Speaking of the overall dickishness at the SEC, you should Google “Gallagher Grundfest Harvard” and read about how Dan Gallagher (that flaming asshole) abused his office by accusing the Harvard Shareholder Rights Project of securities fraud – not as part of an SEC proceeding, but in an academic paper he co-authored with Prof. Grundfest – securities fraud supposedly perpetrated when the Harvard SRP made filings in support of Rule 14a-8 shareholder proposals to de-stagger boards of directors at a number of publicly traded corporations and, Gallagher alleges, mischaracterized the academic literature as overwhelmingly in support of de-staggering, when in fact there is a “substantial” body of research that favors leaving staggered boards as they are.

Leaving aside the merits of Gallagher’s views and his unctuously pro-management, anti-activist tone (at least we now know what he’s planning to do when he leaves the SEC), how can it possibly be appropriate for an SEC Commissioner to accuse private individuals or organizations of Rule 14a-9 violations or other securities fraud in the absence of any SEC proceeding or investigation?  Even where (maybe especially where) current SEC Staff policy makes it very unlikely that the underlying conduct would ever be the subject of an enforcement action?  Since when is an SEC Commissioner permitted to pronounce violations of the Federal securities laws, using his own preferred interpretation, on a freelance basis?

Over the line!  Gallagher must go!  I’m sure there’s a lobbying job for him at Americans For Entrenched Management or The Impunity Society or someplace like that.

Unscrupulous tipsters and touts

From the legislative history of the U.S. Investment Advisers Act of 1940:

Not only must the public be protected from the frauds and misrepresentations of unscrupulous tipsters and touts, but the bona fide investment counsel must be safeguarded against the stigma of the activities of these individuals. Virtually no limitations or restrictions exist with respect to the honesty and integrity of individuals who may solicit funds to be controlled, managed, and supervised. Persons who may have been convicted or enjoined by courts because of perpetration of securities fraud are able to assume the role of investment advisers. Individuals assuming to act as investment advisers at present can enter profit-sharing contracts which are nothing more than “heads I win, tails you lose” arrangements. Contracts with investment advisers which are of a personal nature may be assigned and the control of funds of investors may be transferred to others without the knowledge or consent of the client.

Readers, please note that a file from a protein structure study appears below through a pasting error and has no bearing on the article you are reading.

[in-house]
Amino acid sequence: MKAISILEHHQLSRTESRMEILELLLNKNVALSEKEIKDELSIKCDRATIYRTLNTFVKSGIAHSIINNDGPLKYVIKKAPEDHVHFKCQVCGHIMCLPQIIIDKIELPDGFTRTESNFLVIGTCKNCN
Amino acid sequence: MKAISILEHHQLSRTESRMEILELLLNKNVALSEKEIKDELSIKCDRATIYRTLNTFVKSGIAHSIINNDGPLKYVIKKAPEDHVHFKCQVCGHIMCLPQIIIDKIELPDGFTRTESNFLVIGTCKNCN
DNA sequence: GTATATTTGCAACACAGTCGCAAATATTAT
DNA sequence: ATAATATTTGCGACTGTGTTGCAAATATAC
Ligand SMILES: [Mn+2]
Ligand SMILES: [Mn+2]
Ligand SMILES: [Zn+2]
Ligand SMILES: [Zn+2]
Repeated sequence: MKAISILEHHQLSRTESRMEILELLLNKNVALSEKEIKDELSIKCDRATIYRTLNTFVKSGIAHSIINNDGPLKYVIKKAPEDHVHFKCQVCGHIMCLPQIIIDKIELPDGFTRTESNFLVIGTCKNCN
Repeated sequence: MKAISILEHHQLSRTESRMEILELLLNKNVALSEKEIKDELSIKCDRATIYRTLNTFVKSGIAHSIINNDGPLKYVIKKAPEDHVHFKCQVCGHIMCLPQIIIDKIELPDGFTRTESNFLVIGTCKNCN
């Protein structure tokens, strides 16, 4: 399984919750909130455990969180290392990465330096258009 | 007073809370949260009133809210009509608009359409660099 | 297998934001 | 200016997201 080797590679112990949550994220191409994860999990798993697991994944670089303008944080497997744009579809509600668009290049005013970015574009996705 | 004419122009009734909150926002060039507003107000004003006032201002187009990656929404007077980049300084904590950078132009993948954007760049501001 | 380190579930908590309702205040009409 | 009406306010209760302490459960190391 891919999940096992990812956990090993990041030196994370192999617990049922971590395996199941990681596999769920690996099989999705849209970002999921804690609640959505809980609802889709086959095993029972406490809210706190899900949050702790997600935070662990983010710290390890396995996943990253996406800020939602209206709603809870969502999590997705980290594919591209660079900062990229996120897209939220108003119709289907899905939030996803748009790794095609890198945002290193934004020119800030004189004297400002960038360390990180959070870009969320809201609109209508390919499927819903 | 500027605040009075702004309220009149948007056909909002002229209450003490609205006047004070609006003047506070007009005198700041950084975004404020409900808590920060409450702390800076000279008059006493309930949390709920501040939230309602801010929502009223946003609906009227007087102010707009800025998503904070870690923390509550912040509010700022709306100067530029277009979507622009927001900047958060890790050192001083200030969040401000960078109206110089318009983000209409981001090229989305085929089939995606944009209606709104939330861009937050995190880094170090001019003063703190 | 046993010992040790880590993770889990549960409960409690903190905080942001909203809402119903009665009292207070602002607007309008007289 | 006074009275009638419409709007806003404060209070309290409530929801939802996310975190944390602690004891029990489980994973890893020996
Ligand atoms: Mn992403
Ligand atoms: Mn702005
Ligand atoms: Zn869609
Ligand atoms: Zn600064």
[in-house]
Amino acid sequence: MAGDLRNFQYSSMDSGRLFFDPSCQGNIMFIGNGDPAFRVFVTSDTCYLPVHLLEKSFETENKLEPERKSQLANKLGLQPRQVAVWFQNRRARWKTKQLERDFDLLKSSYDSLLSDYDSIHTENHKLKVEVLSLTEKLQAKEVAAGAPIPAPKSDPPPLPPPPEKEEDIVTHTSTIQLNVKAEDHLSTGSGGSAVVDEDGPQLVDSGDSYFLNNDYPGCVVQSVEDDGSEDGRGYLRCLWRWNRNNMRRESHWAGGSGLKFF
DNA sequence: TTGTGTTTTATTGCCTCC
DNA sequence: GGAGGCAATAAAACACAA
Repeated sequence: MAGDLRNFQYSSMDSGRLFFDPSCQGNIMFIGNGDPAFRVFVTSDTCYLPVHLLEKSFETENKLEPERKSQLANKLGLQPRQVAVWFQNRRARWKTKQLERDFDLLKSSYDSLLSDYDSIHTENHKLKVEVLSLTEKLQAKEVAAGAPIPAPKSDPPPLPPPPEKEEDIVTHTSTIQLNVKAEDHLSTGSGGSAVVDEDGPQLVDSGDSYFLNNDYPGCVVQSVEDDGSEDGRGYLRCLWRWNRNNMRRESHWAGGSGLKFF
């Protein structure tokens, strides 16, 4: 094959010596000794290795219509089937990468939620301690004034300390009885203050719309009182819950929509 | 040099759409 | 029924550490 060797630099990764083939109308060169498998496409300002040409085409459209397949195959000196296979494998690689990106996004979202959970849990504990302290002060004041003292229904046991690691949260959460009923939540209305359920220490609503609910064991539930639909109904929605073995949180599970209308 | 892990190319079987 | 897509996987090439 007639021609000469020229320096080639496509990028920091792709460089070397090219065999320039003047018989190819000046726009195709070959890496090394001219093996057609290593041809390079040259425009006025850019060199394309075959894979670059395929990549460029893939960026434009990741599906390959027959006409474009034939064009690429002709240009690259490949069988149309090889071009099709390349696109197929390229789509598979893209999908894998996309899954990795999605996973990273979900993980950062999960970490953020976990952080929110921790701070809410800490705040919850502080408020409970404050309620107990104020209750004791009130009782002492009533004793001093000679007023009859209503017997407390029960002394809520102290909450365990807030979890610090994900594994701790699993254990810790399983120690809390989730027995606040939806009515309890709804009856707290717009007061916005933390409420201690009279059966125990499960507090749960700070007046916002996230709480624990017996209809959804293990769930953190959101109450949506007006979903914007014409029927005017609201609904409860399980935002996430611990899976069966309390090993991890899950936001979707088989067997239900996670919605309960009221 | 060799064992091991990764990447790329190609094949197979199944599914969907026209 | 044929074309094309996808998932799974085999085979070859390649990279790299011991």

S. Rep. No. 1775, Investment Company Act of 1940 and Investment Advisers Act of 1940, 76th Cong., 3d Sess., 21-22 (1940).

“UnSCRUpulous TIPsters and TOUTS.”  An alliterative, rhythmic and evocative phrase.


On November 19, 2010, the Securities and Exchange Commission (SEC) issued proposed rules relating to provisions of the Dodd-Frank Act that expand the SEC’s regulatory authority over investment advisers to include many more investment advisers to private equity and hedge funds, subject to certain exemptions.

Later, a non-U.S. investment adviser went to the SEC’s Division of Investment Management to get a Foreign Private Adviser Exemption, as described in the Dodd-Frank Act.

This is the story of that investment adviser.